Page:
American Transmission Systems, Incorporated (ATSI), and Ohio Power Siting Board (OPSB) staff, in a June 23 joint stipulation filed with the OPSB, recommended that the OPSB issue a certificate of environmental compatibility and public need for the preferred route regarding ATSI’s proposed East Springfield-Tangy 138-kV Loop to Broadview Substation Project.
As noted in the joint stipulation, ATSI is proposing to build the project to support the company’s electric system in the Springfield, Ohio, area. The project involves the construction of a new 138-kV transmission line in Moorefield Township in Clark County, Ohio, the joint stipulation said, noting that the line would connect the East Springfield-Tangy 138-kV Transmission Line to the Broadview substation.
The project is one component of the Springfield Area 138-kV Reinforcement Project, which is designed to give area customers a stronger and more robust electric transmission system by adding redundancy to the network, reducing service disruptions, and allowing for future growth when new businesses and homes are built, the joint stipulation said.
As noted in the joint stipulation, staff on May 30 issued a report, recommending that a certificate be issued for the preferred route, subject to certain conditions.
As TransmissionHub reported, the approximately 4.8-mile preferred route begins at the Broadview substation, which is about one mile east of the intersection of State Route 72 and Willow Road, travels north for about a half mile, and then generally travels east to just north of the intersection of Morris and Mumper Roads. The preferred route then travels generally southeast until it reaches the East Springfield-Tangy 138-kV transmission line. Staff also said in its report that the company estimates the total applicable and intangible capital costs for the preferred route at about $11.3m, and at about $12.9m for the alternate route, which is about 5.3 miles long.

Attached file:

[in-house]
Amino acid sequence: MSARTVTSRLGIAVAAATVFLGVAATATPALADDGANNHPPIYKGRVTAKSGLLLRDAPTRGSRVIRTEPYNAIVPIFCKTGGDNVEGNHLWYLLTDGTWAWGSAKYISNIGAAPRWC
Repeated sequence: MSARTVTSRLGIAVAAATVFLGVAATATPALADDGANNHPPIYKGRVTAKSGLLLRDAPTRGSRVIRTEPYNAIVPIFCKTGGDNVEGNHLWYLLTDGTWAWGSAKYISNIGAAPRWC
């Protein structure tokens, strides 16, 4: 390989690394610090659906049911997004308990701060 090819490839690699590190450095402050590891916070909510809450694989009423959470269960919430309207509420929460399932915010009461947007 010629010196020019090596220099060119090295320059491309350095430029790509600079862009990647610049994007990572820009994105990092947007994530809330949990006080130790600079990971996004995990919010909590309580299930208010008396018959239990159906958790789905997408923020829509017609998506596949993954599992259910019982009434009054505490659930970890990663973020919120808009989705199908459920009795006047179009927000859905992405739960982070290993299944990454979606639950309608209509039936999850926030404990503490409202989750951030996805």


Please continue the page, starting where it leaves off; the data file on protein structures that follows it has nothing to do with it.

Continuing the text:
As noted in the joint stipulation, adequate data on the proposed project has been provided to the OPSB and staff to determine that the preferred route represents the minimum adverse environmental impact, considering the available technology, as well as nature and economics of the various alternatives, along with other pertinent considerations.
In addition, adequate data on the proposed project has been provided to the OPSB and its staff to determine that the proposed facility will serve the public interest, convenience and necessity, the joint stipulation said.
ATSI, after reviewing the staff report, is willing to accept the conditions recommended by staff, without change, according to the joint stipulation.
Among other things, the conditions call for ATSI to conduct a preconstruction conference prior to the start of any construction activities, and for ATSI to – within 60 days after the start of commercial operation – submit to staff a copy of the as-built specifications for the entire facility.
In addition, one of the conditions notes that the certificate is to become invalid if ATSI has not started a continuous course of construction of the proposed facility within five years of the date of issuance of the certificate.
Another condition calls for ATSI – regardless of which route the OPSB selects – to continue to coordinate with the Ohio History Connection regarding any potential archaeological impacts.
The conditions also call for ATSI to adhere to seasonal cutting dates of Oct. 1 through March 31 for removal of any trees greater than, or equal to, three inches in diameter, unless coordination efforts with the Ohio Department of Natural Resources (ODNR) and the U.S. Fish and Wildlife Service (USFWS) allow a different course of action.
ATSI is to contact staff, the ODNR, and the USFWS within 24 hours if state or federal threatened or endangered species are encountered during construction activities, the joint stipulation added.
ATSI is a wholly owned subsidiary of FirstEnergy (NYSE:FE).